Centre to replace 7.7 GW thermal plants with double-efficient ones
The Dollar Business Bureau
In order to create better efficiency, the government has identified old thermal power projects and replace them with efficient ones, resulting in the creation of 18,560 MW of energy-efficient supercritical plants. Old power plants currently total 7,738 MW, and their replacement would help save natural resources, besides doubling the generation capacity of such sites.
A senior official from the power ministry was quoted offering an example, he suggested that the 440 MW Haryana Power Generation Corporation in Panipat could be replaced with an 800 MW energy efficient plant. The official said the move towards energy efficiency and less-polluting technology makes more sense than renovation and modernisation and will yield long-term benefits.
The move trails a December 2015 guideline from the environment ministry demanding stringent rules for thermal power plants. The ministry, for the first time, mandated such norms for coal plants to follow by 2017. The norm necessitates coal-based power plants to reduce the emission of P10, Sulphur Dioxide, and Nitrous Oxide to improve air quality.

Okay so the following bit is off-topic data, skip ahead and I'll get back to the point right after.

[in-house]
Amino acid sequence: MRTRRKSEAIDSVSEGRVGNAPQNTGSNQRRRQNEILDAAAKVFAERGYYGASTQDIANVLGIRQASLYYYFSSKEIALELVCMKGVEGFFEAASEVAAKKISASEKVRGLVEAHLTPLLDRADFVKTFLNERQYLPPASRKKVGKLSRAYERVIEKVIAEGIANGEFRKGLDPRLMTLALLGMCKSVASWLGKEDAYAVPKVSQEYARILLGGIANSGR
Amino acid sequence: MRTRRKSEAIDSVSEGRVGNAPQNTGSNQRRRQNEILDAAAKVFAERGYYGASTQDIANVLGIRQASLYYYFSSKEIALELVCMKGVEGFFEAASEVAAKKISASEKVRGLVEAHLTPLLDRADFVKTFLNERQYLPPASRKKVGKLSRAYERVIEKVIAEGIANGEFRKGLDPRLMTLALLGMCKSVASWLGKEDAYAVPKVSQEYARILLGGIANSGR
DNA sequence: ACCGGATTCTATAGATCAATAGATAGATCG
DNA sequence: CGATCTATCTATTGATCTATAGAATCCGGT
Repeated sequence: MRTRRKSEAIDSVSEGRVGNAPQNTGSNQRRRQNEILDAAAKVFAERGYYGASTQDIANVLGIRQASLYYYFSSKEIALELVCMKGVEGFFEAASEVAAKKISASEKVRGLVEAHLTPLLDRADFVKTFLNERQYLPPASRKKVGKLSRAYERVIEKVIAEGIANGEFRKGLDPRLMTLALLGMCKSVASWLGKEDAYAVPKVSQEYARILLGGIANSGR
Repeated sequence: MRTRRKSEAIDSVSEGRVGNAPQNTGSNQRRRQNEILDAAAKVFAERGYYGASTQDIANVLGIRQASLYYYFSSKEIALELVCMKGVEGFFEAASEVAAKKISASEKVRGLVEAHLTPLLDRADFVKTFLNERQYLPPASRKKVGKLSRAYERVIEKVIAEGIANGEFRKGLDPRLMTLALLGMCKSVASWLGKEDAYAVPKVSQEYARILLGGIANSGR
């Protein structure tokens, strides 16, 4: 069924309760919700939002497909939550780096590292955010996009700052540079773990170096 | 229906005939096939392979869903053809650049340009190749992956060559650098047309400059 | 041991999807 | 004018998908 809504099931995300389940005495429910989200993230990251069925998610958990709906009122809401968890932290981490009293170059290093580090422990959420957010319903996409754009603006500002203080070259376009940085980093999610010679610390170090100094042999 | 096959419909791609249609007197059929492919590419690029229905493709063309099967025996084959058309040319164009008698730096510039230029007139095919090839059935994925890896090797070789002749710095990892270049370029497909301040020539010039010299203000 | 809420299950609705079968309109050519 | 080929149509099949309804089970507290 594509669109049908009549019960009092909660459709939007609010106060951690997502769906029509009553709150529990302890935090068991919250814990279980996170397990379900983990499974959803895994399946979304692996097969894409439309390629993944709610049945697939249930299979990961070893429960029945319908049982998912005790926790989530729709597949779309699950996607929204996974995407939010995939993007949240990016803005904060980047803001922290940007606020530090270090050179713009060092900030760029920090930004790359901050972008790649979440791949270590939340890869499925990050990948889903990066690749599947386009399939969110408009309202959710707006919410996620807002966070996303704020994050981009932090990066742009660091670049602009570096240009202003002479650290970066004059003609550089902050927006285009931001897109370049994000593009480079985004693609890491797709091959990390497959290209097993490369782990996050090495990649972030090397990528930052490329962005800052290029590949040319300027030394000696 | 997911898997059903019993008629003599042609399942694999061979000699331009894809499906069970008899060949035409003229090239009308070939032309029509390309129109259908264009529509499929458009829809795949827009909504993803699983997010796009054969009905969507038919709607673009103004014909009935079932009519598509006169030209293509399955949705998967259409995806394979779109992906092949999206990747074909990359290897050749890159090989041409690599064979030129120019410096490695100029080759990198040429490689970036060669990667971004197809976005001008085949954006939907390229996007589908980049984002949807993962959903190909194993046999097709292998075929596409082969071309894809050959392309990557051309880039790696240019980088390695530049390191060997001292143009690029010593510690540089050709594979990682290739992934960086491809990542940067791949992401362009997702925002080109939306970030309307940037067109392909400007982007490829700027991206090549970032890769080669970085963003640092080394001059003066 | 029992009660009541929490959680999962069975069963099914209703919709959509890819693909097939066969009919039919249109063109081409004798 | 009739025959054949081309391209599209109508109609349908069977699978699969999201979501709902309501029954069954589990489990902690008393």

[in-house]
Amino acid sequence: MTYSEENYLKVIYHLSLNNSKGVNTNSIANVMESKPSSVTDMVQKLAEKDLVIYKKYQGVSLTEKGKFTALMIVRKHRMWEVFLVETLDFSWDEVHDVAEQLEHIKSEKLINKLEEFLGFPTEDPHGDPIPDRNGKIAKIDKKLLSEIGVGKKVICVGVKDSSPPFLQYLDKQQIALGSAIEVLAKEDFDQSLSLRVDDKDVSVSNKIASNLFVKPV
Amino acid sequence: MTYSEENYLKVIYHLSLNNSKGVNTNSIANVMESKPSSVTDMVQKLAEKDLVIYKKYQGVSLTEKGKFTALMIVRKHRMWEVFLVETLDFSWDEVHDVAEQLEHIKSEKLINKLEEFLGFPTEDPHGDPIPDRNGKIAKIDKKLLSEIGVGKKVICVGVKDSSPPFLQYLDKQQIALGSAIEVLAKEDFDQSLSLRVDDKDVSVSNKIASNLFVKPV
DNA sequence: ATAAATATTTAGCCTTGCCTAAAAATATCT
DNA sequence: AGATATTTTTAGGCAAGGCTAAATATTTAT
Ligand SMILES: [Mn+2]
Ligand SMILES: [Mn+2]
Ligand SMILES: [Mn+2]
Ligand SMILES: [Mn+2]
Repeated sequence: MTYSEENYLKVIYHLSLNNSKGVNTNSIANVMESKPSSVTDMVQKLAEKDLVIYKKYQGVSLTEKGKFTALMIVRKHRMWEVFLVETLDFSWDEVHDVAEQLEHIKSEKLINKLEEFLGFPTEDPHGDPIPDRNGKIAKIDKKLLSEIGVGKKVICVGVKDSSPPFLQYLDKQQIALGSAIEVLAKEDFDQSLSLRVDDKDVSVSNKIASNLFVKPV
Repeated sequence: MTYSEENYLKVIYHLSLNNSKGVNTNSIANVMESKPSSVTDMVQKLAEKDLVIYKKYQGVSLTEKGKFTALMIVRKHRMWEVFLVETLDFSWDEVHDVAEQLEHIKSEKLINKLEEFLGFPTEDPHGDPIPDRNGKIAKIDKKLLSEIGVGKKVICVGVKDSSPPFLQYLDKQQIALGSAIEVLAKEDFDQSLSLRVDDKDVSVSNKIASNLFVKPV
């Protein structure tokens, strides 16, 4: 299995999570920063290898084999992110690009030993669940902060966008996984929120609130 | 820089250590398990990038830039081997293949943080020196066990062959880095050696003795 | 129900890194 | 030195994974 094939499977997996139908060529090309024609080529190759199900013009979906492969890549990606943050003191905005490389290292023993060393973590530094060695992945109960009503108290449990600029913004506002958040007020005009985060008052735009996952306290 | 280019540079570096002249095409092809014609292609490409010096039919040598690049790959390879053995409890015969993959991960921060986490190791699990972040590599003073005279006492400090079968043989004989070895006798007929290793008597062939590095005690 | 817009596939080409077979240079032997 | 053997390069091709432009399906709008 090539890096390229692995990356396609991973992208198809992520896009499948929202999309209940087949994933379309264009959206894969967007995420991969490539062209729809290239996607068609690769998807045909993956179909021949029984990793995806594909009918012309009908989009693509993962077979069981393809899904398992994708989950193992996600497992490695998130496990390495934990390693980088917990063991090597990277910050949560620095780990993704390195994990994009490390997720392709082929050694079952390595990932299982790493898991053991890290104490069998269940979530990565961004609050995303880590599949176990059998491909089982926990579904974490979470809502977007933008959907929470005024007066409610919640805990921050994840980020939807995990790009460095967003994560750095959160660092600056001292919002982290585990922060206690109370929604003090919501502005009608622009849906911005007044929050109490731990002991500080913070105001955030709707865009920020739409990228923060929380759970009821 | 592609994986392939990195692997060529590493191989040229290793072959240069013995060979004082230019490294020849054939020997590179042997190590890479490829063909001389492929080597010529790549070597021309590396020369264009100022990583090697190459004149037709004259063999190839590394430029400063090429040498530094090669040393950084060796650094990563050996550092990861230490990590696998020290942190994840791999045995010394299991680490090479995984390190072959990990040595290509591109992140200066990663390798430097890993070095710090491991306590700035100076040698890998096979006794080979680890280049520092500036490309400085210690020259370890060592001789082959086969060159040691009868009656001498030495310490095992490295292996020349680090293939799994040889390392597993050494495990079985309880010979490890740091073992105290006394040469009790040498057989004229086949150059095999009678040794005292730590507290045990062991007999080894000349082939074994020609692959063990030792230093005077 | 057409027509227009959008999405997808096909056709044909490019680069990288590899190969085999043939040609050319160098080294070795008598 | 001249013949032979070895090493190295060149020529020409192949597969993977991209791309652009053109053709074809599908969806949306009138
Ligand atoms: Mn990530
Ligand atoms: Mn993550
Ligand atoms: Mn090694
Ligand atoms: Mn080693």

As on March 31, 2016, Coal-based thermal plants beyond 25 years age, provided 37,453 MW, according to the power ministry. And besides the central-government controlled plants, state governments have also identified 6,608 MW similarly, that leads to the creation of 16,580 MW.
Industry players averred that the technical changes could run to 1.5 Cr per MW. This number could only be higher considering the domestic capacity to manufacture power equipment for the upgrade is not more than 15 GW a year while domestic consumption demand is around 40 GW per annum for meeting the emission norms alone.